Go­ing full cir­cle for the planet

The Phnom Penh Post - - OPINION -

THE busi­ness case for mak­ing our econ­omy more sus­tain­able is clear. Glob­ally, tran­si­tion­ing to a cir­cu­lar econ­omy – where ma­te­ri­als are reused, re-man­u­fac­tured or re­cy­cled-could sig­nif­i­cantly re­duce car­bon emis­sions and de­liver over $1 tril­lion in ma­te­rial cost sav­ings by 2025. The ben­e­fits for Asia and the Pa­cific would be huge. But to make this hap­pen, the re­gion needs to rec­on­cile its need for eco­nomic growth with its am­bi­tion for sus­tain­able busi­ness.

To­day, the way we con­sume is waste­ful. We ex­tract re­sources, use them to pro­duce goods and ser­vices, of­ten waste­fully, and then sell and dis­card them. How­ever, re­sources can only stretch so far. By 2050, the global pop­u­la­tion will reach 10 bil­lion. In the next decade, 2.5 bil­lion new mid­dle-class con­sumers will en­ter the fray. If we are to meet their de­mands and pro­tect the planet, we must dis­con­nect pros­per­ity and well­be­ing from in­ef­fi­cient re­source use and ex­trac­tion. And cre­ate a cir­cu­lar econ­omy, mak­ing the shift to ex­tend­ing prod­uct life­times, reusing and re­cy­cling in or­der to turn waste into wealth.

These im­per­a­tives un­der­pin the 5th Green In­dus­try Con­fer­ence held in Bangkok this week, hosted by the United Na­tions In­dus­trial De­vel­op­ment Or­ga­ni­za­tion (Unido) in part­ner­ship with the United Na­tions Eco­nomic and So­cial Com­mis­sion for Asia and the Pa­cific (Unescap) and the Royal Thai gov­ern­ment. High-level pol­i­cy­mak­ers, cap­tains of in­dus­try and sci­en­tists gath­ered to dis­cuss so­lu­tions on how to en­gi­neer waste and pol­lu­tion out of our econ­omy, keep prod­ucts and ma­te­ri­als in use for longer and re­gen­er­ate the nat­u­ral sys­tem in which we live.

The goal is to em­bed sus­tain­abil­ity into in­dus­tries which we de­pend on for our jobs, pros­per­ity and well-be­ing. Ac­tion in Asia and the Pa­cific could make a ma­jor dif­fer­ence. Sixty per cent of the world’s fast-mov­ing con­sumer goods are man­u­fac­tured in the re­gion. Five Asia-Pa­cific coun­tries ac­count for over half of the plas­tic in the world’s oceans. The re­gion’s ma­te­rial foot­print per unit of Gross Do­mes­tic Prod­uct is twice the world av­er­age and the amount of solid waste gen­er­ated by Asian cities is ex­pected to dou­ble by 2025.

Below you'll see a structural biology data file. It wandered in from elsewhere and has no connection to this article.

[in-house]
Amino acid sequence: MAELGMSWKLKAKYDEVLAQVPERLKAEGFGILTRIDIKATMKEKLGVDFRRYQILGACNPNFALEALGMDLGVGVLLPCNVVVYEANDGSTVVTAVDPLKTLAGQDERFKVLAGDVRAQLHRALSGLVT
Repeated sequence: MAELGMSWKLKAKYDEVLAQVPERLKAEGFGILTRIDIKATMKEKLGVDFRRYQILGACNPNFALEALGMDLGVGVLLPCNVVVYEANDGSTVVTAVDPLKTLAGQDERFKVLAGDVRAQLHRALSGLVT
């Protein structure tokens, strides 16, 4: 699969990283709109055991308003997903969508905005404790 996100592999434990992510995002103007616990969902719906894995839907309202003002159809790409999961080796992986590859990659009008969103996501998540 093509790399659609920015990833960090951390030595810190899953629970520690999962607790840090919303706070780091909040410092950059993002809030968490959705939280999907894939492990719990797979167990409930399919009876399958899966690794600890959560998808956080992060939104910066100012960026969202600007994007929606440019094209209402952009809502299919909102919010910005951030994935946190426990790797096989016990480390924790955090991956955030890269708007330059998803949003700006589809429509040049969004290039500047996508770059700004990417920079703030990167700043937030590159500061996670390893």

If com­pa­nies could build cir­cu­lar sup­ply chains to re­duce ma­te­rial use and in­crease the rate of re­use, re­pair, re­man­u­fac­ture and re­cy­cling – pow- ered by re­new­able en­ergy – the value of ma­te­ri­als could be max­imised.

This would cush­ion busi­nesses, man­u­fac­tur­ing in­dus­tries in par­tic­u­lar, from the volatil­ity of com­mod­ity prices by de­cou­pling pro­duc­tion from fi­nite sup­plies of pri­mary re­sources. This is in­creas­ingly im­por­tant as many el­e­ments vi­tal for in­dus­trial pro­duc­tion could be­come scarce in the com­ing decades.

With these goals in mind, the United Na­tions is work­ing with gov­ern­ments and busi­nesses to sup­port in­no­va­tion and up­grade pro­duc­tion tech­nolo­gies to use less ma­te­ri­als, en­ergy and water. Unido is en­gaged across in­dus­trial sec­tors, from food pro­duc­tion to tex­tiles, from au­to­mo­tive to con­struc­tion. Over the past 25 years, its net­work of Re­source Ef­fi­cient and Cleaner Pro­duc­tion Cen­tres has helped thou­sands of busi­nesses to “green” their pro­cesses and their prod­ucts. The Global Clean­tech ini­tia­tive has sup­ported en­trepreneurs to pro­duce greener build­ing ma­te­ri­als. In­dus­trial re­new­able en­ergy use is be­ing ac­cel­er­ated by the Global Net­work of Sus­tain­able En­ergy Cen­tres. New busi­ness mod­els such as chem­i­cal leas­ing help re­duce chem­i­cal emis­sions. And the cre­ation of eco-in­dus­trial parks has con­trib­uted to the sus­tain­able de­vel­op­ment of our towns and cities.

In Asia and the Pa­cific, the UN is in­ten­si­fy­ing its ef­forts to re­duc­ing and ban­ning sin­gle use plas­tics. The Plat­form for Ac­cel­er­at­ing the Cir­cu­lar Econ­omy is im­ple­ment­ing pro­grammes to re­duce plas­tics con­sump­tion, ma­rine lit­ter and elec­tron­ics waste, and en­cour­age sus­tain­able pro­cure­ment prac­tices. Unescap is iden­ti­fy­ing op­por­tu­ni­ties in Asian cities to re­turn plas­tic re­sources into the pro­duc­tion cy­cle by link­ing waste pick­ers in the in­for­mal econ­omy with lo­cal au­thor­i­ties to re­cover plas­tic waste and re­duce pol­lu­tion.

The 5th Green In­dus­try Con­fer­ence is an op­por­tu­nity to give scale to these ef­forts. The gap be­tween our am­bi­tion for sus­tain­abil­ity and many busi­ness prac­tices is sig­nif­i­cant. So it’s es­sen­tial for best prac­tice to be shared, com­mon ap­proaches co­or­di­nated, and suc­cess sto­ries repli­cated. We need to learn from each other’s busi­nesses to in­no­vate, sharpen our rules and in­crease con­sumer aware­ness. Let’s step up our ef­forts to build a cir­cu­lar econ­omy in Asia and the Pa­cific.

AFP

A worker dis­as­sem­bles an air con­di­tioner at the Tokyo Eco Re­cy­cle com­pany in Tokyo last year. Elec­tronic waste is ris­ing sharply across Asia, ac­cord­ing to a UN study.

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